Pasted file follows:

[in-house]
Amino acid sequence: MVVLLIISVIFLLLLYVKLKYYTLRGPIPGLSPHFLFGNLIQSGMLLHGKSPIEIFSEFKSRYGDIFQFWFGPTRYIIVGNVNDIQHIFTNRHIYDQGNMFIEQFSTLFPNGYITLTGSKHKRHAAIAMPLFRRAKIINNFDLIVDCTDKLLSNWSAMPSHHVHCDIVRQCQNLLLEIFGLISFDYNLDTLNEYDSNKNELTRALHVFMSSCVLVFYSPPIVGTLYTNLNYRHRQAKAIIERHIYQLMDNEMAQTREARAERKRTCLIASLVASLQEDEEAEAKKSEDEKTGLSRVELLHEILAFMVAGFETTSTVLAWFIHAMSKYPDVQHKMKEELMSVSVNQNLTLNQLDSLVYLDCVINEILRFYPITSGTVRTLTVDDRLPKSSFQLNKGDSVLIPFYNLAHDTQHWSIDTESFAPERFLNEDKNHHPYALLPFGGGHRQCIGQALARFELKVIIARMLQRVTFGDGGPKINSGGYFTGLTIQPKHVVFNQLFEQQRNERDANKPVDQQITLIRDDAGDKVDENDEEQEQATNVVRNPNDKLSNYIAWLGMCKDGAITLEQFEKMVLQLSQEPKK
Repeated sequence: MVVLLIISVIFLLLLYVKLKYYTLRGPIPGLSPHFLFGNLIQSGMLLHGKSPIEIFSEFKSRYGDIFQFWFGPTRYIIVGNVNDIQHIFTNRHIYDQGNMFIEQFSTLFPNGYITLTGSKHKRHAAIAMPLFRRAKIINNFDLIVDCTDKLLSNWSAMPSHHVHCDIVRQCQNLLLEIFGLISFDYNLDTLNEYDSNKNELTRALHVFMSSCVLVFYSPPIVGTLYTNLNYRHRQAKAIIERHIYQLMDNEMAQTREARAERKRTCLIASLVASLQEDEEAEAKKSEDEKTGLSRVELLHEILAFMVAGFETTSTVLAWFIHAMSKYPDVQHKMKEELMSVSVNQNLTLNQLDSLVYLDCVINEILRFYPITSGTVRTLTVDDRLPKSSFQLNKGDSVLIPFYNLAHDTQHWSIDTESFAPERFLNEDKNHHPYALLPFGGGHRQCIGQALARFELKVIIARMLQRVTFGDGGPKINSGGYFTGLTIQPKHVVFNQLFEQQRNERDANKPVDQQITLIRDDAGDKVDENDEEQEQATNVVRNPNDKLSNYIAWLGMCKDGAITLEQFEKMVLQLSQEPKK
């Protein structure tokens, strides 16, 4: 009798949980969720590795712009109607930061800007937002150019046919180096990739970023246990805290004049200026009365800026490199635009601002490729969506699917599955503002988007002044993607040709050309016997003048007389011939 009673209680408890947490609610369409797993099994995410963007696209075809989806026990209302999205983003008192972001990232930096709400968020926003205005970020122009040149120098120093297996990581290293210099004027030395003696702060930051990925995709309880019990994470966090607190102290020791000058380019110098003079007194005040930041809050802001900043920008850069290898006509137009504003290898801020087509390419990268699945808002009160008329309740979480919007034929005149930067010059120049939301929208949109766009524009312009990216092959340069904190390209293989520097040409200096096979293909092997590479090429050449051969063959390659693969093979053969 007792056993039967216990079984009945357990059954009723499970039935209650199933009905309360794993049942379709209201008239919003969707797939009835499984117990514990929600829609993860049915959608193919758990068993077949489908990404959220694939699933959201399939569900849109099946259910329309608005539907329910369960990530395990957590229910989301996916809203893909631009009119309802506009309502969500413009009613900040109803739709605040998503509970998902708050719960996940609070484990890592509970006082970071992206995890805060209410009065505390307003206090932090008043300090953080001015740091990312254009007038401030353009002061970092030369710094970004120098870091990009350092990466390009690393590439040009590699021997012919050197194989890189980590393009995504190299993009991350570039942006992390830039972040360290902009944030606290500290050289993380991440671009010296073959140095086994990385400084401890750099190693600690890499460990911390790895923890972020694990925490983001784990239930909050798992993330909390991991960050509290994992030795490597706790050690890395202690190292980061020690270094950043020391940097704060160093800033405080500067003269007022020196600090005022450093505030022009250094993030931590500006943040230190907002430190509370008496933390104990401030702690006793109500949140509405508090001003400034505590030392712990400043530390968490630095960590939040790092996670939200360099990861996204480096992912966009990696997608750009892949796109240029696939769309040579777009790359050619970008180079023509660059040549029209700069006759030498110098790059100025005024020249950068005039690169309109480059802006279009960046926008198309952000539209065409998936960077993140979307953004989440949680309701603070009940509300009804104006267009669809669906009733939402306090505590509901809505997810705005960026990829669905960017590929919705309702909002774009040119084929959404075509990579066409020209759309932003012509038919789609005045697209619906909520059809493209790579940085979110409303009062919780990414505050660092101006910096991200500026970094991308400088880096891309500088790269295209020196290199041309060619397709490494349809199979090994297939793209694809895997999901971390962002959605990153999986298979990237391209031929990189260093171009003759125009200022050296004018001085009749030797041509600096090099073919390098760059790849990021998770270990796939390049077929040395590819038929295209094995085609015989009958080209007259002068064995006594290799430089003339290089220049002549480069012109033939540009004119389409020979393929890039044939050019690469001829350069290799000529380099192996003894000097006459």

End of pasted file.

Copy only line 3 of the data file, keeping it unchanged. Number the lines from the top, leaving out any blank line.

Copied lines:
Repeated sequence: MVVLLIISVIFLLLLYVKLKYYTLRGPIPGLSPHFLFGNLIQSGMLLHGKSPIEIFSEFKSRYGDIFQFWFGPTRYIIVGNVNDIQHIFTNRHIYDQGNMFIEQFSTLFPNGYITLTGSKHKRHAAIAMPLFRRAKIINNFDLIVDCTDKLLSNWSAMPSHHVHCDIVRQCQNLLLEIFGLISFDYNLDTLNEYDSNKNELTRALHVFMSSCVLVFYSPPIVGTLYTNLNYRHRQAKAIIERHIYQLMDNEMAQTREARAERKRTCLIASLVASLQEDEEAEAKKSEDEKTGLSRVELLHEILAFMVAGFETTSTVLAWFIHAMSKYPDVQHKMKEELMSVSVNQNLTLNQLDSLVYLDCVINEILRFYPITSGTVRTLTVDDRLPKSSFQLNKGDSVLIPFYNLAHDTQHWSIDTESFAPERFLNEDKNHHPYALLPFGGGHRQCIGQALARFELKVIIARMLQRVTFGDGGPKINSGGYFTGLTIQPKHVVFNQLFEQQRNERDANKPVDQQITLIRDDAGDKVDENDEEQEQATNVVRNPNDKLSNYIAWLGMCKDGAITLEQFEKMVLQLSQEPKK